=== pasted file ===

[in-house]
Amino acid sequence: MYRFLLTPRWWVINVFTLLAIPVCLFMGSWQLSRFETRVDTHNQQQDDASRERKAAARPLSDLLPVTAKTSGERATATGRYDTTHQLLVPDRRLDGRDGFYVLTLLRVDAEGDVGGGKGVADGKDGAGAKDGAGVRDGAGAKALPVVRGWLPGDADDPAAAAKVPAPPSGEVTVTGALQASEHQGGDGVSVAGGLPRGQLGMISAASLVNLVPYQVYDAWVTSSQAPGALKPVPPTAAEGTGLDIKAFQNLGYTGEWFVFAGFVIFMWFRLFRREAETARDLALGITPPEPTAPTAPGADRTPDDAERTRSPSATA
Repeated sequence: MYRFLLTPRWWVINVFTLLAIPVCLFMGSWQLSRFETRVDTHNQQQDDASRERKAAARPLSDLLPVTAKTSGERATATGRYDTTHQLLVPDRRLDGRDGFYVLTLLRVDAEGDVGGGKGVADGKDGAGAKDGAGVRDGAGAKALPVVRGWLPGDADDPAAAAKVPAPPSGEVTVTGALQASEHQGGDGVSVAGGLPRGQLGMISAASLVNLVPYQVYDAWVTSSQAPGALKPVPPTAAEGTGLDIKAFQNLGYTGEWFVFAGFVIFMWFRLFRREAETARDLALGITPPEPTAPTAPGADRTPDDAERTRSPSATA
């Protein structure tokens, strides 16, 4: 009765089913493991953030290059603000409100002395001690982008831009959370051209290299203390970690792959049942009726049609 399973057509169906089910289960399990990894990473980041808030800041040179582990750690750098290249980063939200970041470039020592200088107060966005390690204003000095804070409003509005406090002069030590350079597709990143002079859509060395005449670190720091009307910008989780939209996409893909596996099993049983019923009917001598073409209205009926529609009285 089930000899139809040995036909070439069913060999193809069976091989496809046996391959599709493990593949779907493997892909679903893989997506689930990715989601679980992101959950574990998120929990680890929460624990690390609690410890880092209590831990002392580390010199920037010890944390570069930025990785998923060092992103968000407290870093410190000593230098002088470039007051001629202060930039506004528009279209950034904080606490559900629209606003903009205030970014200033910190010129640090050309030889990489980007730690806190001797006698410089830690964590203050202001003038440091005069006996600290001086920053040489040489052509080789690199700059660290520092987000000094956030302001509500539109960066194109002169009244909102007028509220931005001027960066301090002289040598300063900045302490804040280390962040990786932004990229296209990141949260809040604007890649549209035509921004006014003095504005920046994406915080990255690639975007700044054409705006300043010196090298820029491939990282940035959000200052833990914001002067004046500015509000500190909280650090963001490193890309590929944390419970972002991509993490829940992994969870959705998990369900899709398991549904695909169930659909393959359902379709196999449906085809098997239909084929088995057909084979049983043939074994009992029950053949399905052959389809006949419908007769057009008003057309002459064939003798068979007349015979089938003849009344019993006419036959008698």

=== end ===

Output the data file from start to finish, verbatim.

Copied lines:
[in-house]
Amino acid sequence: MYRFLLTPRWWVINVFTLLAIPVCLFMGSWQLSRFETRVDTHNQQQDDASRERKAAARPLSDLLPVTAKTSGERATATGRYDTTHQLLVPDRRLDGRDGFYVLTLLRVDAEGDVGGGKGVADGKDGAGAKDGAGVRDGAGAKALPVVRGWLPGDADDPAAAAKVPAPPSGEVTVTGALQASEHQGGDGVSVAGGLPRGQLGMISAASLVNLVPYQVYDAWVTSSQAPGALKPVPPTAAEGTGLDIKAFQNLGYTGEWFVFAGFVIFMWFRLFRREAETARDLALGITPPEPTAPTAPGADRTPDDAERTRSPSATA
Repeated sequence: MYRFLLTPRWWVINVFTLLAIPVCLFMGSWQLSRFETRVDTHNQQQDDASRERKAAARPLSDLLPVTAKTSGERATATGRYDTTHQLLVPDRRLDGRDGFYVLTLLRVDAEGDVGGGKGVADGKDGAGAKDGAGVRDGAGAKALPVVRGWLPGDADDPAAAAKVPAPPSGEVTVTGALQASEHQGGDGVSVAGGLPRGQLGMISAASLVNLVPYQVYDAWVTSSQAPGALKPVPPTAAEGTGLDIKAFQNLGYTGEWFVFAGFVIFMWFRLFRREAETARDLALGITPPEPTAPTAPGADRTPDDAERTRSPSATA
């Protein structure tokens, strides 16, 4: 009765089913493991953030290059603000409100002395001690982008831009959370051209290299203390970690792959049942009726049609 399973057509169906089910289960399990990894990473980041808030800041040179582990750690750098290249980063939200970041470039020592200088107060966005390690204003000095804070409003509005406090002069030590350079597709990143002079859509060395005449670190720091009307910008989780939209996409893909596996099993049983019923009917001598073409209205009926529609009285 089930000899139809040995036909070439069913060999193809069976091989496809046996391959599709493990593949779907493997892909679903893989997506689930990715989601679980992101959950574990998120929990680890929460624990690390609690410890880092209590831990002392580390010199920037010890944390570069930025990785998923060092992103968000407290870093410190000593230098002088470039007051001629202060930039506004528009279209950034904080606490559900629209606003903009205030970014200033910190010129640090050309030889990489980007730690806190001797006698410089830690964590203050202001003038440091005069006996600290001086920053040489040489052509080789690199700059660290520092987000000094956030302001509500539109960066194109002169009244909102007028509220931005001027960066301090002289040598300063900045302490804040280390962040990786932004990229296209990141949260809040604007890649549209035509921004006014003095504005920046994406915080990255690639975007700044054409705006300043010196090298820029491939990282940035959000200052833990914001002067004046500015509000500190909280650090963001490193890309590929944390419970972002991509993490829940992994969870959705998990369900899709398991549904695909169930659909393959359902379709196999449906085809098997239909084929088995057909084979049983043939074994009992029950053949399905052959389809006949419908007769057009008003057309002459064939003798068979007349015979089938003849009344019993006419036959008698």